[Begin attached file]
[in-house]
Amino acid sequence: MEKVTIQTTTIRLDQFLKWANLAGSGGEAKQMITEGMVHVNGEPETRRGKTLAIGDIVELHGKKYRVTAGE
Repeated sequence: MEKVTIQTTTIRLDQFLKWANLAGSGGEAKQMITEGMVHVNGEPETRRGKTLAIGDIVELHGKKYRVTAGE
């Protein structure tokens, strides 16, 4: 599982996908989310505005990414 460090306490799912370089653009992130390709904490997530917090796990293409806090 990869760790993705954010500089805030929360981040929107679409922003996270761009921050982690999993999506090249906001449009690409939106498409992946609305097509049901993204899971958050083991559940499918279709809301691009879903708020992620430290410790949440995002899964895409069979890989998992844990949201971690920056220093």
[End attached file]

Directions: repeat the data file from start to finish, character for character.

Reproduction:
[in-house]
Amino acid sequence: MEKVTIQTTTIRLDQFLKWANLAGSGGEAKQMITEGMVHVNGEPETRRGKTLAIGDIVELHGKKYRVTAGE
Repeated sequence: MEKVTIQTTTIRLDQFLKWANLAGSGGEAKQMITEGMVHVNGEPETRRGKTLAIGDIVELHGKKYRVTAGE
């Protein structure tokens, strides 16, 4: 599982996908989310505005990414 460090306490799912370089653009992130390709904490997530917090796990293409806090 990869760790993705954010500089805030929360981040929107679409922003996270761009921050982690999993999506090249906001449009690409939106498409992946609305097509049901993204899971958050083991559940499918279709809301691009879903708020992620430290410790949440995002899964895409069979890989998992844990949201971690920056220093």